In my own clinical practice I have found that acupuncture serves as an excellent companion to conventional medical care for many knee conditions.

Medication management including anti-inflammatory agents, quality physical therapy with muscle lengthening, instructions for stretching and appropriate strengthening of the muscles that surround the knee, as well as appropriate orthopedic intervention when medically necessary for such conditions as instability and meniscal pathology, can all be augmented with appropriate and timely use of acupuncture.

 

Where do the needles go?

Typical acupuncture points for knee pain include many points directly surrounding the knee and foot, local tender points within the muscle, and even at remote points in other parts of the body depending on the style of acupuncture and the practitioner performing the acupuncture treatment. Energy axis style treatment of acupuncture addresses many components of an individual patient's pain, personality structure, and overall biopsychosocial makeup. The beauty of acupuncture is the versatility of treatment that can vary greatly from patient to patient and can be effective for a wide range of conditions.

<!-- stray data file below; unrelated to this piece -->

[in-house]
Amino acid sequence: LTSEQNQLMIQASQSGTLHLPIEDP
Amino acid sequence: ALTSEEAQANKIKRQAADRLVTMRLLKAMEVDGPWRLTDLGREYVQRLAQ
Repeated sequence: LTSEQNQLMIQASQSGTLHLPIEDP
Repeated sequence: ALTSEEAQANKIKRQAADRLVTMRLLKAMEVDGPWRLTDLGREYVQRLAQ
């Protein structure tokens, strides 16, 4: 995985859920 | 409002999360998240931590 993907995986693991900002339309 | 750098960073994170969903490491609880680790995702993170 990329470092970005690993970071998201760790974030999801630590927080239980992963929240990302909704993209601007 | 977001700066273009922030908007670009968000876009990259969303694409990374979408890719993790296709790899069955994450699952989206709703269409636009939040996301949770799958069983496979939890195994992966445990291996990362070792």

Does it hurt?

Most practitioners use very thin small disposable acupuncture needles that are nearly painless. While the insertion technique of the practitioner is certainly important, most acupuncturists have excellent skills and the actual insertion of the needle is not painful. Local points within muscles called Ah Shi points literally grab the needle and pull it down within the muscle. This can create a sensation of deep ache and difficult to describe unless personally experienced. Following an acupuncture session and manual stretching, most individuals experience a profound degree of relief if they get such a response.

 

How many treatments usually necessary?